WASHINGTON — A U.S. Conference of Catholic Bishops program aiding victims of human trafficking was denied funding after its administrators declined to propose alternatives to a government requirement that female victims receive “the full range of legally permissible gynecological and obstetric care,” a Department of Health and Human Services official told a congressional committee.

Leaders to defend traditional marriage

BALTIMORE — Leaders of a newly formed pro-marriage coalition came out swinging against efforts to legalize same-sex marriage in Maryland, pledging in a Nov. 30 news conference to rally citizens across the state to defeat legislation that would alter the traditional definition of marriage. Gathered at First Apostolic Faith Church International in Baltimore, representatives of the interfaith, nonpartisan Maryland Marriage Alliance said they will not be intimidated by those who would call their position “bigoted.”

Changes in parishes set for Detroit Archdiocese

DETROIT — Nine metro Detroit parishes will close over the next five years if Archbishop Allen H. Vigneron, former bishop of Oakland, accepts the recommendations a mostly lay advisory board approved Nov. 30. An additional 60 parishes would be merged down to 21 if the recommendations of Detroit’s Archdiocesan Pastoral Council are accepted as presented. Altogether, the changes would reduce to 222 — down from 270 — the number of parishes in the six counties of the archdiocese.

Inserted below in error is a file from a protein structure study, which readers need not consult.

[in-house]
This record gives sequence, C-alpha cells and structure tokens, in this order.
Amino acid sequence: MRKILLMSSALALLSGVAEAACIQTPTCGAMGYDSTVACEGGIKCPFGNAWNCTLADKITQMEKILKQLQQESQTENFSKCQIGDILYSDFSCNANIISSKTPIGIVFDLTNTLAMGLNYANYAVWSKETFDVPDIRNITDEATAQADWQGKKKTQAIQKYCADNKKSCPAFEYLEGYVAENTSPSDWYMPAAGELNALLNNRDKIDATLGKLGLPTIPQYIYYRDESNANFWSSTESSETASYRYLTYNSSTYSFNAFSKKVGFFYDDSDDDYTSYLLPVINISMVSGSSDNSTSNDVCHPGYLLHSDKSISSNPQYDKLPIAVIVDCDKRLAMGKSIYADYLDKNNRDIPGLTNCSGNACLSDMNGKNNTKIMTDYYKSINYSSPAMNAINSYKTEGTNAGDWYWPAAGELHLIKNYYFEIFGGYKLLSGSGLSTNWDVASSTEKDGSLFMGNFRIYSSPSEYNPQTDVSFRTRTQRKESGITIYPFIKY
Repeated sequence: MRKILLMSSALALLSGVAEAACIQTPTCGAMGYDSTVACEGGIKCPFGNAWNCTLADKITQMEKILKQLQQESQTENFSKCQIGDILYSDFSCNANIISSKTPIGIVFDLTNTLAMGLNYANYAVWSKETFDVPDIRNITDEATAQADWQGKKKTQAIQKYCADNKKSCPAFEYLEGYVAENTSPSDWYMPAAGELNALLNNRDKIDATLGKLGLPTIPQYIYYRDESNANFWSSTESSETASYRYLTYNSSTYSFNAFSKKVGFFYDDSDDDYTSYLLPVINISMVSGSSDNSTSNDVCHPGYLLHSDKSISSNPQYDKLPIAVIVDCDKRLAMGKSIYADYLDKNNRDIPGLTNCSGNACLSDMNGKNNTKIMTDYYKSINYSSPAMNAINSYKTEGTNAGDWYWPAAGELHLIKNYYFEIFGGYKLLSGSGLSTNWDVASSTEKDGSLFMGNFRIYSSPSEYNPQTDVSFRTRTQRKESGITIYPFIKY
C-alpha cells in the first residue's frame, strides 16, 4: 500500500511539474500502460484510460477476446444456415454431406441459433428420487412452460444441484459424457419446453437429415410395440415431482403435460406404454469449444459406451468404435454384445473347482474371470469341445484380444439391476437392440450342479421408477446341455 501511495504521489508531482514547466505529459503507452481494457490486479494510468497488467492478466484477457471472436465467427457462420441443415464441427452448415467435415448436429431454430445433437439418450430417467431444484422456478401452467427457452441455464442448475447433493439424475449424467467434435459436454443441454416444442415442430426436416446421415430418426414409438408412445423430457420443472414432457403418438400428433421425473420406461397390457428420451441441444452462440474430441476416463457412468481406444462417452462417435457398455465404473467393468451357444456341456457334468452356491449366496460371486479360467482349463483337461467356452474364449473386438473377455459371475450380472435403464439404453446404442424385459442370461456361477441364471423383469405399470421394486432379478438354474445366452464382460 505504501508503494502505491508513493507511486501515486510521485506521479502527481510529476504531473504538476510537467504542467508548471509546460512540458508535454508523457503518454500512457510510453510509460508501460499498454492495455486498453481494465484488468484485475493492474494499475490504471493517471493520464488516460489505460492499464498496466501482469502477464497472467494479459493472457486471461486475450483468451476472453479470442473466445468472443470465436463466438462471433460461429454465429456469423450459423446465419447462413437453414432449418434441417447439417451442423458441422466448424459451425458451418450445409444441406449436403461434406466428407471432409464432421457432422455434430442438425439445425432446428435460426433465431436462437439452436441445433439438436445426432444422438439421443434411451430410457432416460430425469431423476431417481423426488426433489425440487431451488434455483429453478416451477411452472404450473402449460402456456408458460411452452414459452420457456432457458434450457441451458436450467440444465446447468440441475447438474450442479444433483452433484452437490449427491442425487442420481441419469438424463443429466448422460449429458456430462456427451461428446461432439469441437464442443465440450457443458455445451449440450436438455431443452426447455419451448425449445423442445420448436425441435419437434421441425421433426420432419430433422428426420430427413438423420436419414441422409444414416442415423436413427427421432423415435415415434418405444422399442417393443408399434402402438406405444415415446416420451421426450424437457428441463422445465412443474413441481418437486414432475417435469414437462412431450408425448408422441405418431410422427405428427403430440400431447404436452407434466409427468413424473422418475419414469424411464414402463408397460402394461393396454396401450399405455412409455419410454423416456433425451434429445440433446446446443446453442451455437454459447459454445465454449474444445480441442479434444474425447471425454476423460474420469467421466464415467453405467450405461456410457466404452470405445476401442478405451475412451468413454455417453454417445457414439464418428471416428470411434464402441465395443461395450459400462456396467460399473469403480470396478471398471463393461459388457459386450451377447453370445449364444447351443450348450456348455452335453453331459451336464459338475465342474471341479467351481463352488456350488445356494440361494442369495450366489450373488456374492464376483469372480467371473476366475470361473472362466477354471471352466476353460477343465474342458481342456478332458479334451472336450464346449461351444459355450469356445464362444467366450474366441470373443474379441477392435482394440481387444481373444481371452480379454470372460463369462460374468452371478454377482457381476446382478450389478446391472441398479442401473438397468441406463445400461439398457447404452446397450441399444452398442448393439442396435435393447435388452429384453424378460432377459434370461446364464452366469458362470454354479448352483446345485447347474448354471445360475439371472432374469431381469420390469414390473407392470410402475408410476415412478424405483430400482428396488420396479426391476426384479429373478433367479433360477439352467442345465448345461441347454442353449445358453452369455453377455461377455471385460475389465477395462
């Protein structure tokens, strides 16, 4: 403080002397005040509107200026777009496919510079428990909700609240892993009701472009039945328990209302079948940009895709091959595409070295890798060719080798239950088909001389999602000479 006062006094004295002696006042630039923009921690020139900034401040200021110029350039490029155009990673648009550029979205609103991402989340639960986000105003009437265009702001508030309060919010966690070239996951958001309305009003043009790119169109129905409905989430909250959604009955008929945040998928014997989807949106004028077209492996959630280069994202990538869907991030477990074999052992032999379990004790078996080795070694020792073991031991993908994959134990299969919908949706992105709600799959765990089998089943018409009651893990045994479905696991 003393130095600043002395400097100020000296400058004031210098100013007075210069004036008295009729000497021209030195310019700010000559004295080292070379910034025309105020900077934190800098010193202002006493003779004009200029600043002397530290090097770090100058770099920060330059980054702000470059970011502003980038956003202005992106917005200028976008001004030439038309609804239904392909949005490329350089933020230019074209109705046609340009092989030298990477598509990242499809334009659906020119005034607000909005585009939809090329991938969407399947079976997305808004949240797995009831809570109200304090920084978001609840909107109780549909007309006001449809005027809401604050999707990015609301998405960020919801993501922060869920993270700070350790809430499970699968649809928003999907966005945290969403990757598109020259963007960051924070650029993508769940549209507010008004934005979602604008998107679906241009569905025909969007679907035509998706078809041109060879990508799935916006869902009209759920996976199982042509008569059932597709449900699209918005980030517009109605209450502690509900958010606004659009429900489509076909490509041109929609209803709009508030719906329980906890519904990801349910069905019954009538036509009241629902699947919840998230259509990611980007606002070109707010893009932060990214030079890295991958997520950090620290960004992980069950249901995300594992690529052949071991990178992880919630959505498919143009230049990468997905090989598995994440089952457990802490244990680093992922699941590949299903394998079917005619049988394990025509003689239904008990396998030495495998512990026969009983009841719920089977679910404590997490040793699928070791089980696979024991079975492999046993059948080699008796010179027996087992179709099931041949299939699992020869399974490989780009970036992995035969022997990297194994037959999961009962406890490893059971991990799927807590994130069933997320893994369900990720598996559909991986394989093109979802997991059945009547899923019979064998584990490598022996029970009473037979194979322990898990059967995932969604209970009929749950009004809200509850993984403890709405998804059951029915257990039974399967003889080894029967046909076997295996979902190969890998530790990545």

Diocese of Orange buys Crystal Cathedral

ORANGE — A bankruptcy court judge has ordered the sale of the Crystal Cathedral and its nearly 31-acre campus in Garden Grove to the Catholic Diocese of Orange for $57.5 million. U.S. Bankruptcy Court Judge Robert N. Kwan’s Nov. 17 ruling confirmed a decision by the Crystal Cathedral Ministries board of directors to accept the diocese’s offer over a competing bid from Chapman University, which recently raised its offer to $59 million. The Crystal Cathedral, founded by the Rev. Robert H. Schuller and the site of his nationally broadcast “Hour of Power” TV program, will lease back the church and other buildings for up to three years.

Obama seeks balance on contraceptive coverage

WASHINGTON — A White House spokesman said the Obama administration is working to “strike the right balance between expanding coverage of preventive services and respecting religious beliefs” as it decides on a religious exemption to the mandate that all health plans cover contraceptives and sterilizations by Jan. 1, 2013. “This decision has not yet been made,” said Jay Carney, press secretary, in response to a question at the Nov. 29 White House press briefing.

Criticism grows over “holiday tree” label

PROVIDENCE, R.I. — A 17-foot Colorado blue spruce is standing tall at the center of controversy in the Rhode Island Statehouse rotunda for what it is being — or more importantly, not being — called. Gov. Lincoln D. Chafee invited the public to attend a “Holiday Tree Lighting” ceremony Dec. 6 at the Statehouse, leaving many, including Providence Bishop Thomas J. Tobin, to question the governor’s choice of such secular terminology in referring to a symbol most commonly associated with the Christian celebration of Christmas.

Prop. 8 backers may appeal

SAN FRANCISCO — The faith-based groups that sponsored Proposition 8, the state’s 2008 voter-approved ban on same-sex marriage, have the right to appeal a federal judge’s 2010 ruling the ban is unconstitutional, the California Supreme Court said in a unanimous opinion Nov. 17. Catholics are among the backers of Proposition 8 who appealed to the 9th U.S. Circuit Court of Appeals the ruling that it discriminates on the basis of sexual orientation and gender.

It was a victory for ProtectMarriage.com, and it allows the 9th Circuit now to resolve the critical question in the case — whether or not Proposition 8 is constitutional.


back to topup arrow



Copyright © 2011 The Catholic Voice, All Rights Reserved. Site design by Sarah Kalmon-Bauer.